Age of Terrorism
Criminal Defense in the Age of
The Bush Administration's "war on terror"
coincided with a drastic change in the criminal defense bar's working
environment. From tightening of INS enforcement procedures to passage of
Patriot Act, defense attorneys face a multitude of new or enhanced
restrictions on their ability to represent their clients effectively. The
Center for Professional Values and Practice looks at the challenges
practitioners face in this new legal environment in a special symposium
edition of the New
York Law School Law Review published spring 2004.
Professors Tanina Rostain and Donald H. Zeigler, Co-Directors of the
Center for Professional Values and Practice
Professor Sadiq Reza, New York Law School, who has advised terror
defendant Zacarias Moussaoui, introducing the
articles and the issues of the Symposium.
Lawyers Involved in Defending Accused Terrorists:
- Professor Randolph N. Jonakait, New York Law School, on due process
concerns in prosecutions for providing material support to foreign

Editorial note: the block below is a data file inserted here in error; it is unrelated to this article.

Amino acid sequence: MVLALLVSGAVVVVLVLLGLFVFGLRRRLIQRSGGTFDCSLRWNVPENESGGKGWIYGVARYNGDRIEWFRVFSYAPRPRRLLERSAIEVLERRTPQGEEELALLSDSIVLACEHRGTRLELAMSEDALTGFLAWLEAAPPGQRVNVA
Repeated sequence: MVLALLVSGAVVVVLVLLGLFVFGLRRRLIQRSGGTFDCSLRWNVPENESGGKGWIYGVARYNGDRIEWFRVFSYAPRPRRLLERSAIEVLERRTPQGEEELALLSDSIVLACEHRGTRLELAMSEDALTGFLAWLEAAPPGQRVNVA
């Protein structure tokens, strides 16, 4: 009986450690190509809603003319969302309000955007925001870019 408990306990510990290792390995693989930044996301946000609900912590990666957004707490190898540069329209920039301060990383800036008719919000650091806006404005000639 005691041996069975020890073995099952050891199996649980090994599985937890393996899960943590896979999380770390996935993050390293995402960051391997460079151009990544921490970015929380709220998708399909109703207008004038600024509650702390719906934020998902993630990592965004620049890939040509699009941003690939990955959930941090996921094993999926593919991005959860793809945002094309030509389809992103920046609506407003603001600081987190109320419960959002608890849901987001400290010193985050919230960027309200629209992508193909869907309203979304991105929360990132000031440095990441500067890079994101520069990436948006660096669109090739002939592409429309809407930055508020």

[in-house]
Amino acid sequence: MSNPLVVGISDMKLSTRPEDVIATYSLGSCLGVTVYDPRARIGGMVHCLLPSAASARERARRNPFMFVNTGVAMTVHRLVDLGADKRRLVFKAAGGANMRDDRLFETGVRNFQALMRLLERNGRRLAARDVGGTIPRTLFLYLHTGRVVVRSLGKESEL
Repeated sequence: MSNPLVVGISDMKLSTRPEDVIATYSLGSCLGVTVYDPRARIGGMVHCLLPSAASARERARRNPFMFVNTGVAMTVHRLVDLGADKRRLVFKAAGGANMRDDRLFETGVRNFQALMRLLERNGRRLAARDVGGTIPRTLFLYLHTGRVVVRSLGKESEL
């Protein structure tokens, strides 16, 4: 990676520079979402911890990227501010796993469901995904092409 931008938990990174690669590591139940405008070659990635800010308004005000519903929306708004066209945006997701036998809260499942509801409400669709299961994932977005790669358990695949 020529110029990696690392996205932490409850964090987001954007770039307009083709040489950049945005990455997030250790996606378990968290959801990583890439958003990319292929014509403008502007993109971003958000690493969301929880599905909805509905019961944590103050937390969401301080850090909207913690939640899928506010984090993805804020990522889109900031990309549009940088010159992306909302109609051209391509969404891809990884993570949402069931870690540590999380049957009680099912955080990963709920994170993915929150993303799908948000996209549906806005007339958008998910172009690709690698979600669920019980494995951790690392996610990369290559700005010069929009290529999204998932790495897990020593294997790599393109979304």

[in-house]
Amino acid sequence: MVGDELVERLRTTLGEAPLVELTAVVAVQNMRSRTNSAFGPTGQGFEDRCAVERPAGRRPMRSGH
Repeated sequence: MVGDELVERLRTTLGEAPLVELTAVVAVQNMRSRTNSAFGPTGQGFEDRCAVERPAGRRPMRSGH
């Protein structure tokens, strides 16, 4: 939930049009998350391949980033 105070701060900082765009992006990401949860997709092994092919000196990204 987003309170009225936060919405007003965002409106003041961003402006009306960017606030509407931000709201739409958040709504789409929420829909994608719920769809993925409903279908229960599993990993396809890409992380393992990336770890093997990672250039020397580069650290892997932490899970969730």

- Professor Cameron Stracher, New York Law School, and counsel for
various news media in the Moussaoui prosecution, on the public's
right of access under the First Amendment;
- Professor Marcy Strauss, Loyola Law School, on the use of
torture in terrorism interrogations;
- Professor Alan M. Dershowitz, Harvard Law School, responding to
critics of his view that when torture is used, it should be subject to
judicial warrant requirements.
- Betsy Fiedler, student, New York Law School, on the use of
computer generated evidence in courtroom proceedings.
- Amy Garzon, student , New York Law School, on the repeal of
the knock-and-announce rule in U.S. v. Langford.
- Orit Tulchinsky, student , New York Law School, on the admission
of confessions obtained using police fabricated evidence in U.S. v.
- Scott Woller, student, New York Law School, on the role of
expert testimony regarding eyewitness identifications in New